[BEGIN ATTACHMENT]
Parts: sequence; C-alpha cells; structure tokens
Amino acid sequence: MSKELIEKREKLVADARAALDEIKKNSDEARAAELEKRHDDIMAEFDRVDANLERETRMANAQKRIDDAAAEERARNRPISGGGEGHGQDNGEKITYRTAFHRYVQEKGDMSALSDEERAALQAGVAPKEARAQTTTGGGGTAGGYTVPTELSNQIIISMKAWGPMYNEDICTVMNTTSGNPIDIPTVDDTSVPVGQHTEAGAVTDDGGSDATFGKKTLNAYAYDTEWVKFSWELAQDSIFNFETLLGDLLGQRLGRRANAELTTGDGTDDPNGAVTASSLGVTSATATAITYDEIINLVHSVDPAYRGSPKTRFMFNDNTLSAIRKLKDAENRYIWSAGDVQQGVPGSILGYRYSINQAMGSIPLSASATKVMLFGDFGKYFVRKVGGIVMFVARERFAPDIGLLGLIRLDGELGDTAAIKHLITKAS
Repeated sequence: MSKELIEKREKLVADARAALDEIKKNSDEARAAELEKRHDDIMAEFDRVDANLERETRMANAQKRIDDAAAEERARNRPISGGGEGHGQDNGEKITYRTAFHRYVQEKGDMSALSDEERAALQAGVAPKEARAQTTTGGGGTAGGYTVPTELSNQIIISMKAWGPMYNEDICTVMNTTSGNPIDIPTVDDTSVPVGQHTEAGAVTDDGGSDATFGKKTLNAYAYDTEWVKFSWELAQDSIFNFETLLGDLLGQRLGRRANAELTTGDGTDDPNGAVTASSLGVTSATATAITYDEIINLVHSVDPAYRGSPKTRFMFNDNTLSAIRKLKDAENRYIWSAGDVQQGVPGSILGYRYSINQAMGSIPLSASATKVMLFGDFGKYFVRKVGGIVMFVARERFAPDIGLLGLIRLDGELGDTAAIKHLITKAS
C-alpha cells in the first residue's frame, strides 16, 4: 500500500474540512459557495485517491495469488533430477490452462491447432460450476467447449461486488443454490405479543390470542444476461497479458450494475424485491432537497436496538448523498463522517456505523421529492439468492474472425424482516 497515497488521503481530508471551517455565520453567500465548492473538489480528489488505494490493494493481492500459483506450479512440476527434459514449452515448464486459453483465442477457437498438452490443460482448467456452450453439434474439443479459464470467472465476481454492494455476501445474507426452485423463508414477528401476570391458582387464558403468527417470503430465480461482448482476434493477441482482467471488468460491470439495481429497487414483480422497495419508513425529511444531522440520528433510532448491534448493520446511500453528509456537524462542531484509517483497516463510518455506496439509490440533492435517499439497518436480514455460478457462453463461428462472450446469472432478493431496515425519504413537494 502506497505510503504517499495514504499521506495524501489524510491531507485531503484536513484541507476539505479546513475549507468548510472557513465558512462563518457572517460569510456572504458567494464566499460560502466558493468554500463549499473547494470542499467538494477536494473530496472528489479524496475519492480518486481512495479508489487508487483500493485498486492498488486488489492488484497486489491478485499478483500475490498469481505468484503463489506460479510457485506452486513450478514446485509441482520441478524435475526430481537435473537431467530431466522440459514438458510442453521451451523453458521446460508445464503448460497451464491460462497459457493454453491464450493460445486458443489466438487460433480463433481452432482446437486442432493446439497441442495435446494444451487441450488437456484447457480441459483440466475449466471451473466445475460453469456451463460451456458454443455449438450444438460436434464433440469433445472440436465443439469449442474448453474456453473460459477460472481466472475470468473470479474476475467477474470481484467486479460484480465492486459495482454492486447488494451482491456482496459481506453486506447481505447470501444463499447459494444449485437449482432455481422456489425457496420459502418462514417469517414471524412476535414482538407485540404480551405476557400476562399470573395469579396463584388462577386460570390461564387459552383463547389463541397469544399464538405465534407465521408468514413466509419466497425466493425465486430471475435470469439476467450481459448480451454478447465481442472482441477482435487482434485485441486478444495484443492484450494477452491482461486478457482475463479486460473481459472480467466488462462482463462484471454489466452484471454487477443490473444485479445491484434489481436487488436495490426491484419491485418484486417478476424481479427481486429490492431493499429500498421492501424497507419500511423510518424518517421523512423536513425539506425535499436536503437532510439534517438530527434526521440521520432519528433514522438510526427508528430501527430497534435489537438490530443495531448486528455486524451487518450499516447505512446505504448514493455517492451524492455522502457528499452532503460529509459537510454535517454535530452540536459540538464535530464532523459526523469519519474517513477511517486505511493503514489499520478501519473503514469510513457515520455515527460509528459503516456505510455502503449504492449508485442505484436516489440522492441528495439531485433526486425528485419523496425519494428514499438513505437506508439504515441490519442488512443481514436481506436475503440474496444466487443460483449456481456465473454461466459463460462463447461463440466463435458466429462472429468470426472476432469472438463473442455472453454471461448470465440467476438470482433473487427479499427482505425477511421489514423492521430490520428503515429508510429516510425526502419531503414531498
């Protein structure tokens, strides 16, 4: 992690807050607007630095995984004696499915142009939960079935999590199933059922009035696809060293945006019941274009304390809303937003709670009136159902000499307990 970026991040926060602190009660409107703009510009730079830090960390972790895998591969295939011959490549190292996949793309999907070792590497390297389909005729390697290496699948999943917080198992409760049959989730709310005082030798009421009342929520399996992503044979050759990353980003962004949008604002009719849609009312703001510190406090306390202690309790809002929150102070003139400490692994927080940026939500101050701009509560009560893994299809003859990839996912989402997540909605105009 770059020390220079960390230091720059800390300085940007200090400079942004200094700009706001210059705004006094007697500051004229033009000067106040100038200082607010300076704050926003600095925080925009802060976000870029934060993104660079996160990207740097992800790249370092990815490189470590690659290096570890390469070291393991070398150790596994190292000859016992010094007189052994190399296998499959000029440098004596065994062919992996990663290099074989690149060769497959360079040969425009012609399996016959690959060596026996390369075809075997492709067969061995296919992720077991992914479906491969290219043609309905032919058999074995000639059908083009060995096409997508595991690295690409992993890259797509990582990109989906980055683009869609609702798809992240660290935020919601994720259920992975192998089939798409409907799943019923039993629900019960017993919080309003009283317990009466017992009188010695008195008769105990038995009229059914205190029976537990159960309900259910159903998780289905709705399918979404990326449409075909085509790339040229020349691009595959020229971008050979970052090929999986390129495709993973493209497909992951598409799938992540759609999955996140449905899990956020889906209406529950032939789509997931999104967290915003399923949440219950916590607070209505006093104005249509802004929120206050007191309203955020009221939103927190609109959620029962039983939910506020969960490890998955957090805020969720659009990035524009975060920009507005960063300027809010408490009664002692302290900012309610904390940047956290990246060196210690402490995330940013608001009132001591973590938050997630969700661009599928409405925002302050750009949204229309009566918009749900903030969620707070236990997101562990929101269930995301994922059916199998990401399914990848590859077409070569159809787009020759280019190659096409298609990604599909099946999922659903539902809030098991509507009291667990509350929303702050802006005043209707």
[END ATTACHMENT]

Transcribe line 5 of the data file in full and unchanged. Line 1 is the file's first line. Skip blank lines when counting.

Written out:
């Protein structure tokens, strides 16, 4: 992690807050607007630095995984004696499915142009939960079935999590199933059922009035696809060293945006019941274009304390809303937003709670009136159902000499307990 970026991040926060602190009660409107703009510009730079830090960390972790895998591969295939011959490549190292996949793309999907070792590497390297389909005729390697290496699948999943917080198992409760049959989730709310005082030798009421009342929520399996992503044979050759990353980003962004949008604002009719849609009312703001510190406090306390202690309790809002929150102070003139400490692994927080940026939500101050701009509560009560893994299809003859990839996912989402997540909605105009 770059020390220079960390230091720059800390300085940007200090400079942004200094700009706001210059705004006094007697500051004229033009000067106040100038200082607010300076704050926003600095925080925009802060976000870029934060993104660079996160990207740097992800790249370092990815490189470590690659290096570890390469070291393991070398150790596994190292000859016992010094007189052994190399296998499959000029440098004596065994062919992996990663290099074989690149060769497959360079040969425009012609399996016959690959060596026996390369075809075997492709067969061995296919992720077991992914479906491969290219043609309905032919058999074995000639059908083009060995096409997508595991690295690409992993890259797509990582990109989906980055683009869609609702798809992240660290935020919601994720259920992975192998089939798409409907799943019923039993629900019960017993919080309003009283317990009466017992009188010695008195008769105990038995009229059914205190029976537990159960309900259910159903998780289905709705399918979404990326449409075909085509790339040229020349691009595959020229971008050979970052090929999986390129495709993973493209497909992951598409799938992540759609999955996140449905899990956020889906209406529950032939789509997931999104967290915003399923949440219950916590607070209505006093104005249509802004929120206050007191309203955020009221939103927190609109959620029962039983939910506020969960490890998955957090805020969720659009990035524009975060920009507005960063300027809010408490009664002692302290900012309610904390940047956290990246060196210690402490995330940013608001009132001591973590938050997630969700661009599928409405925002302050750009949204229309009566918009749900903030969620707070236990997101562990929101269930995301994922059916199998990401399914990848590859077409070569159809787009020759280019190659096409298609990604599909099946999922659903539902809030098991509507009291667990509350929303702050802006005043209707």